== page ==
4) If you're going to have a professional league, are you really going to have a professional league?

This falls under the category of "You have to think through what you want". Because here's the thing - there is no professional sports league that I'm aware of that is an actual free market. For example, let's take the NBA. The athletes can't take any money that they want. Lebron James has a maximum salary. Lebron James can't be paid by a sponsor in exchange for switching teams. Lebron James was drafted. Most athletes have contracts that allow them to be traded without any of their own input.

In a free market, James Dolan (the owner of the New York Knicks) could go to Kevin Durant and say "I'll give you $50 Million in cash every year, and Adidas will toss in an extra $30 Million per year, if you'll come to the Knicks." Durant would certainly generate more than $80 Million in revenue for Dolan and Adidas every year if he came to the Knicks, so everybody would profit. But the league doesn't let him do that.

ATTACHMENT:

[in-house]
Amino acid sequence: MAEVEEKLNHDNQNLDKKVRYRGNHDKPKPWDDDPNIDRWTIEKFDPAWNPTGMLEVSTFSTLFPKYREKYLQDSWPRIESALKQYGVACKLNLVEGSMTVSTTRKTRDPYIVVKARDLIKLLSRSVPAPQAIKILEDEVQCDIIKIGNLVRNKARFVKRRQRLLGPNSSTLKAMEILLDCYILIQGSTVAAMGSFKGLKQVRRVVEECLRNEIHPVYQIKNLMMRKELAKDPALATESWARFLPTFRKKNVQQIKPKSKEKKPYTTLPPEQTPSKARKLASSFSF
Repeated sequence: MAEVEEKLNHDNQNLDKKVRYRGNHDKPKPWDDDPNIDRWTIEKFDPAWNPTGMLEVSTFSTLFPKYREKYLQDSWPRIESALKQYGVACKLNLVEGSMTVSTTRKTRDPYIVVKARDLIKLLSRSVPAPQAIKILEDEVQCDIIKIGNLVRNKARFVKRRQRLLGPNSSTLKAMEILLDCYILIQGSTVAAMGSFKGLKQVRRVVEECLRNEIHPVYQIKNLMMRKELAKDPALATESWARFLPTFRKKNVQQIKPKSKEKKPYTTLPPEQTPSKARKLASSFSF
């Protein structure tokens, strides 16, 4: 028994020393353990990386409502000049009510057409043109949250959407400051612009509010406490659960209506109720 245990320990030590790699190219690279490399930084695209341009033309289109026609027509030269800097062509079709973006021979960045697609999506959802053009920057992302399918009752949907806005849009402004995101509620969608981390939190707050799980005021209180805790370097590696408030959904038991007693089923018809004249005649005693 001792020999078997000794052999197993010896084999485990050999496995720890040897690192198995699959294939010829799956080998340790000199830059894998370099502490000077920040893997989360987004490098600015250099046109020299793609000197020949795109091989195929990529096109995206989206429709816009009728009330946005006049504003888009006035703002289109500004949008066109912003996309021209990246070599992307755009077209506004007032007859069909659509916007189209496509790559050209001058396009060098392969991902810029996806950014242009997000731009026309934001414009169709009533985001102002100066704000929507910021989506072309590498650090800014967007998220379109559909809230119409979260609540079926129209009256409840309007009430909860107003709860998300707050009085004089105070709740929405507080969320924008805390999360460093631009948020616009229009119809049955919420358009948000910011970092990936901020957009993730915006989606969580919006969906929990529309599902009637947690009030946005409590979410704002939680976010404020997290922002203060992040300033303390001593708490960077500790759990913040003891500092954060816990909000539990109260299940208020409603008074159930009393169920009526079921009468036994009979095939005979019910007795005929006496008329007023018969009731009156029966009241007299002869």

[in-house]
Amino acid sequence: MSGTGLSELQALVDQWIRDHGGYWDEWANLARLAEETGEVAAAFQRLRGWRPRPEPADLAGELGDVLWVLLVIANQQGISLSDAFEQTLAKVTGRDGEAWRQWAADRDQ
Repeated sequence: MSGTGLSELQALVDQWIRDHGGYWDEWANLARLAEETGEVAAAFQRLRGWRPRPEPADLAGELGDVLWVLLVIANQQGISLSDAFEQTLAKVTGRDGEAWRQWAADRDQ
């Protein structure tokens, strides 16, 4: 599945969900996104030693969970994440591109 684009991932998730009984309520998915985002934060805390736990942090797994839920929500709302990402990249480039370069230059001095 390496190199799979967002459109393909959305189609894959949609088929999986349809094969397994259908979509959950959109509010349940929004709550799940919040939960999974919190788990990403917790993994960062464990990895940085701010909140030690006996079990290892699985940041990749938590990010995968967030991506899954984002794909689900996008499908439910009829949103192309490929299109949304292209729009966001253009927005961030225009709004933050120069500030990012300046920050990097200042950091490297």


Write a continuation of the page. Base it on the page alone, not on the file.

In a free market, the teams don't have to share jersey revenue to promote competitive balance. Employees can't be traded to different states (or even countries) against their will. Employees have free choice where they go.

So is that what college basketball will have? Can universities draft players? Can they trade players? Will you set limits on what the players are paid? If that's your plan, you don't have "a free market". The NCAA would still be telling players what they could and could not do, what they could make and where they could go.

So what is your plan?